LETTERS: Give solar the opportunity to innovate

In the constant back-and forth-over the recent Public Utilities Commission ruling, one of the arguments in favor of the net metering decision is that solar technology isn’t reliable 100 percent of the time, the way traditional energy is. Another argument is it isn’t fair for people without rooftop solar to subsidize rooftop solar owners. Both are valid arguments.

My dispute to those points is simply that solar technology is still in its infancy. Americans innovate. There was a time when owning a car wasn’t economically feasible. People said mass air transit would never be possible, and that computers would never be cheap enough for everyday citizens to own. There is a laundry list of claims that a product or service would never achieve mainstream success, simply because of the economics.

If a government entity prevented Henry Ford from creating the assembly line, we would have never realized the true potential that cars would bring to the American and global economy. The people who run solar companies are smart people, innovators and job creators. We must give solar, a relatively new technology in the grand scheme, the opportunity to innovate. Allow economies of scale to set in. Create new solar technology that makes it economically feasible for everyone, without government subsidies.

Looking at where a situation is now instead of where it could be in the future is a great disservice to not only our community, but vanguards everywhere looking to make this world a better place through technology.

James Scouten

Las Vegas

Teacher salaries

The ink was barely dry on the Clark County School District contract before Doug Nusbaum sent a letter to the editor complaining about low starting salaries for teachers. According to the National Education Association’s teacher portal, which lists starting teacher salaries, the new Clark County starting salary is in the top 10 percent of the nation. This, in and of itself, is amazing since Nevada is at the bottom of performance standards year after year.

Mr. Nusbaum compares CCSD teacher starting salaries with the average starting salaries of all college graduates entering the workforce. Talk about comparing apples with oranges There are a bevy of studies that compare teacher salaries and benefits with the private sector, if you wish to play that game. The government sector now outperforms the private sector in salaries/benefits over a lifetime.

What private-sector position pays $49,000 as a starting salary and grants its employees a 2½-month summer vacation? Does CCSD prohibit its teachers from working part-time jobs to augment income? What private-sector jobs offer such job security as teachers have and offer pay increases based solely on longevity, regardless of performance? What private-sector jobs offer pension plans comparable to CCSD teachers after 20 years?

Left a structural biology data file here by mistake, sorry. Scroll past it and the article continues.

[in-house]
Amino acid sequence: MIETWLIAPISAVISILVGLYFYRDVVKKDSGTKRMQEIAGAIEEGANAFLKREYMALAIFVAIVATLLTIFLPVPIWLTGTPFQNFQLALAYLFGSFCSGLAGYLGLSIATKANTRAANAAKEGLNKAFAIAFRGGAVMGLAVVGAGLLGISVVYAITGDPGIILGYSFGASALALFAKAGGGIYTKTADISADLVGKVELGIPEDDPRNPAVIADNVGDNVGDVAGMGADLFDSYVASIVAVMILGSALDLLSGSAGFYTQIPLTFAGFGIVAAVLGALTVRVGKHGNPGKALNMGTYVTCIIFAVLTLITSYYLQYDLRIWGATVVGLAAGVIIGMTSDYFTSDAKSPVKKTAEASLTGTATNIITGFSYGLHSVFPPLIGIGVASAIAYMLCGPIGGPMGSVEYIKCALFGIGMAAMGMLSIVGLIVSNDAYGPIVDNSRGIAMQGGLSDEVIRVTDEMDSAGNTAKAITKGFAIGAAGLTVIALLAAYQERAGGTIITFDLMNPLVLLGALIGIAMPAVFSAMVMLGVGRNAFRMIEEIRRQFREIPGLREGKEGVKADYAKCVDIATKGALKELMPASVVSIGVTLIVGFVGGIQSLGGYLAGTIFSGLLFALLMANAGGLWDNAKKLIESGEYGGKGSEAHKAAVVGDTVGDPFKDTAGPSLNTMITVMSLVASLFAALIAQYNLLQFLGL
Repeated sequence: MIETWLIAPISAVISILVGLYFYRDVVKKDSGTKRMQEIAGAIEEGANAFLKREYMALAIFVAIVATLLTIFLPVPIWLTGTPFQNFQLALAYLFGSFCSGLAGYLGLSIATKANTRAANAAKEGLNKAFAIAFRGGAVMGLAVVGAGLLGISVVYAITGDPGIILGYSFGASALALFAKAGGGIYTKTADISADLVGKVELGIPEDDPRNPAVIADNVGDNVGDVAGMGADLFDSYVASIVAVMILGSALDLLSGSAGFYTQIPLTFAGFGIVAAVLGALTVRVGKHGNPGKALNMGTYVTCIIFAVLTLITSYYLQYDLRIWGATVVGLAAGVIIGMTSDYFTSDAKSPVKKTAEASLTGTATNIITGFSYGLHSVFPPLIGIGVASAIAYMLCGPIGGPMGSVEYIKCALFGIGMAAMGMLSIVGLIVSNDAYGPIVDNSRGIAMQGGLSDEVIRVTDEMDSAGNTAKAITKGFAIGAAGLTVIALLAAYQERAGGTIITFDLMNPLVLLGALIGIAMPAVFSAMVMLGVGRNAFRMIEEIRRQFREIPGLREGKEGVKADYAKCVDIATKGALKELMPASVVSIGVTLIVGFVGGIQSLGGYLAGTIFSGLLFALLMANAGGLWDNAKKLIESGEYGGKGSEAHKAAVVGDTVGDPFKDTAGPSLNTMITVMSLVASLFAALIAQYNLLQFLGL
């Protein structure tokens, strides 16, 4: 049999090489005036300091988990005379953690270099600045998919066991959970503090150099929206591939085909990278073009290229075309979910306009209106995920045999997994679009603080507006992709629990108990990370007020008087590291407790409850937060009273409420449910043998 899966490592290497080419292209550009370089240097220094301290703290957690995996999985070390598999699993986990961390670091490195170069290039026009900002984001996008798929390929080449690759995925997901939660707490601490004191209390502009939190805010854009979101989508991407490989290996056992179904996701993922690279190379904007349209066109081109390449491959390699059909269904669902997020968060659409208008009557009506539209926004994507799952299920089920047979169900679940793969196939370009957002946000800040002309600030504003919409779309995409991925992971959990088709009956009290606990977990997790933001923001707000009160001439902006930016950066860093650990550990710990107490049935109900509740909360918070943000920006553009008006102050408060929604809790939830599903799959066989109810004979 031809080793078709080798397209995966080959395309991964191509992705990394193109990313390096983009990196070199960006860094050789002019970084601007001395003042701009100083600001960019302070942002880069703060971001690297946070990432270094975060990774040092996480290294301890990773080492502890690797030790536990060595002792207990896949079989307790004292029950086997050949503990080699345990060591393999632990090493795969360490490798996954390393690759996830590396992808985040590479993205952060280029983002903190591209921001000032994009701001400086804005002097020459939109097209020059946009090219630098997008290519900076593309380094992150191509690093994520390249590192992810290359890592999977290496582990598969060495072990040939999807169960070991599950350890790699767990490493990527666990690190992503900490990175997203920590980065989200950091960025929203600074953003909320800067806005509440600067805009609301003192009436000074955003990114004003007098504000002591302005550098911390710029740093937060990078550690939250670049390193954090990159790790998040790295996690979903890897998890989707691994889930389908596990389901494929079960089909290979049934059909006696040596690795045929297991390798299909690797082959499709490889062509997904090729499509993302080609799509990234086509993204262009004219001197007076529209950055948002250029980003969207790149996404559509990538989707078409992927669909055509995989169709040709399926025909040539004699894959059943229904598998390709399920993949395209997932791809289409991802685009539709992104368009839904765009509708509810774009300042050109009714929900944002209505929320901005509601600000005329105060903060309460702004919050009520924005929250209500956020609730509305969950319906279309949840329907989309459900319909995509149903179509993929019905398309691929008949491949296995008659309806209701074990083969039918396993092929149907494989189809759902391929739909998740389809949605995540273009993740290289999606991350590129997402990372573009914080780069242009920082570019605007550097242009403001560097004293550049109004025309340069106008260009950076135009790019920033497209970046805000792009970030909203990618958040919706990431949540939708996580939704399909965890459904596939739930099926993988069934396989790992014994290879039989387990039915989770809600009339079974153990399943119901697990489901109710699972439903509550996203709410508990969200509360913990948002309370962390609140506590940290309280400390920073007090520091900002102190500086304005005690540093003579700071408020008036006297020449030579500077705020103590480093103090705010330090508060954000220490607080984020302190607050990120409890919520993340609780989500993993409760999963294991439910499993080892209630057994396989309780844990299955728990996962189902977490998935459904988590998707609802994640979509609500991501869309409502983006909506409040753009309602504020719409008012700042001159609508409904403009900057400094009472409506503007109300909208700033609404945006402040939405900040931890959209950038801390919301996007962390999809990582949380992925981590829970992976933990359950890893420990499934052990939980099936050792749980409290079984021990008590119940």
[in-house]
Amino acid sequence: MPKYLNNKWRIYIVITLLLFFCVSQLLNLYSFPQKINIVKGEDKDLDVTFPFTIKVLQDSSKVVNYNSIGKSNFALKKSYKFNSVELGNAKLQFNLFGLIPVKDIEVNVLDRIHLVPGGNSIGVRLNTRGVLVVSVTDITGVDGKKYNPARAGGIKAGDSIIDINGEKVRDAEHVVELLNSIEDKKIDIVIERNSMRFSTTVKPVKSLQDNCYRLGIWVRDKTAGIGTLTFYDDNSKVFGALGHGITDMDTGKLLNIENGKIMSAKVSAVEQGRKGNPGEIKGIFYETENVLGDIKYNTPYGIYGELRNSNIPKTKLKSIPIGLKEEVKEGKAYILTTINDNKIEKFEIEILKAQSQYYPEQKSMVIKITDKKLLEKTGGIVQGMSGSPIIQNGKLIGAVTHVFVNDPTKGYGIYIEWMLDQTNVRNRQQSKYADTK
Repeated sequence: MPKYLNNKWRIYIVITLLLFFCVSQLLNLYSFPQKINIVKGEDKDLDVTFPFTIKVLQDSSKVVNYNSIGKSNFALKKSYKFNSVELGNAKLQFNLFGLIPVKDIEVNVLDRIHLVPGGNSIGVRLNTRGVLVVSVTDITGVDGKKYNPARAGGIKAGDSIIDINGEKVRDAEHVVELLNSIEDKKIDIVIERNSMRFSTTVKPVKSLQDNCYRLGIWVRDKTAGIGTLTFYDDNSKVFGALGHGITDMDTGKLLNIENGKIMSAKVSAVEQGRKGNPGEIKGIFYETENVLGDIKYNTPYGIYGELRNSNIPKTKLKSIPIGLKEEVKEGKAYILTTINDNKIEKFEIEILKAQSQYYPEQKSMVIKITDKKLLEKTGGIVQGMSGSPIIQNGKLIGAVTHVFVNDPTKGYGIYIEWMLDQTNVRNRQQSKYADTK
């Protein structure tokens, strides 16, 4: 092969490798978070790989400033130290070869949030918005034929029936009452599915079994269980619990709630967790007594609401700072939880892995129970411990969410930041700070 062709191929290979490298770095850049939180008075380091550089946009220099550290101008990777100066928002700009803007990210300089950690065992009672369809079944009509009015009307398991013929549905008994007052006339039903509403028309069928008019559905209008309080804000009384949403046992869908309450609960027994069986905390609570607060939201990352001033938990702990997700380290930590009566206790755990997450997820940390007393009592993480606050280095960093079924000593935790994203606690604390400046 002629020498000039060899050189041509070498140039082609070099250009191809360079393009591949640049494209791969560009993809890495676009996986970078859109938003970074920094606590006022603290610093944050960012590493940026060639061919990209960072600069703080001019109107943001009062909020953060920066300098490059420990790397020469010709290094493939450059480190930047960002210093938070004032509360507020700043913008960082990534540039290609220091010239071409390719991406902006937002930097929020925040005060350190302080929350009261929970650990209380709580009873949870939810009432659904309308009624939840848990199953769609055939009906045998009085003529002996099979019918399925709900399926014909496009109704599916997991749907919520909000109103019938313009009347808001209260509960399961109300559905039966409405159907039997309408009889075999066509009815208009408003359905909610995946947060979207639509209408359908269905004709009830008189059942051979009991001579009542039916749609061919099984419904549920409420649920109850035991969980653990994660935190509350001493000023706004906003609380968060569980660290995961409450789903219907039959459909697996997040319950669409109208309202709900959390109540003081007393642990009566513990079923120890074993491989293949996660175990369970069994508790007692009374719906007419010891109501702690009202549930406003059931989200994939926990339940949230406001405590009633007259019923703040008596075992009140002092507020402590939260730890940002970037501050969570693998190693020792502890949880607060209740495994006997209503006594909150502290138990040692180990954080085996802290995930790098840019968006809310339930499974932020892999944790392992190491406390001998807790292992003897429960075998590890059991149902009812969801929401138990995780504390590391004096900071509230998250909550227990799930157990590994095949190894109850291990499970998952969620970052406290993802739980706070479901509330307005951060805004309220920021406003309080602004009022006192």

I am nearing 70 years old, and I have never heard a guidance or employment counselor recommend entering the teaching profession based on pay. Let’s see if the performance of CCSD teachers warrants the pay increases in the coming years.

Michael A. Donnelly

Las Vegas

Isocrates and Bundys

I read a book recently on the 2008 economic meltdown and came across a most interesting quote. Isocrates, an ancient Greek rhetorician, said, “Democracy destroys itself because it abuses its right to freedom and equality. Because it teaches its citizens to consider audacity as a right, lawlessness as a freedom, abrasive speech as equality, and anarchy as progress.” Although Isocrates died in 338 B.C., it seems he anticipated the Bundy clan and its gun-toting, gibberish-spouting militia buddies.

Terry Cox


MGM parking fee

Despite months of analysis that clearly didn’t include focus groups of locals, MGM Resorts International announced a pay-for-parking plan (“MGM to charge for parking,” Saturday Review-Journal). The Strip already offers overpriced restaurants and overpriced entertainment, so this just adds one more reason for locals to avoid it. I’m sure Boyd Gaming and Station Casinos are thrilled.

Eric Yaillen

Las Vegas

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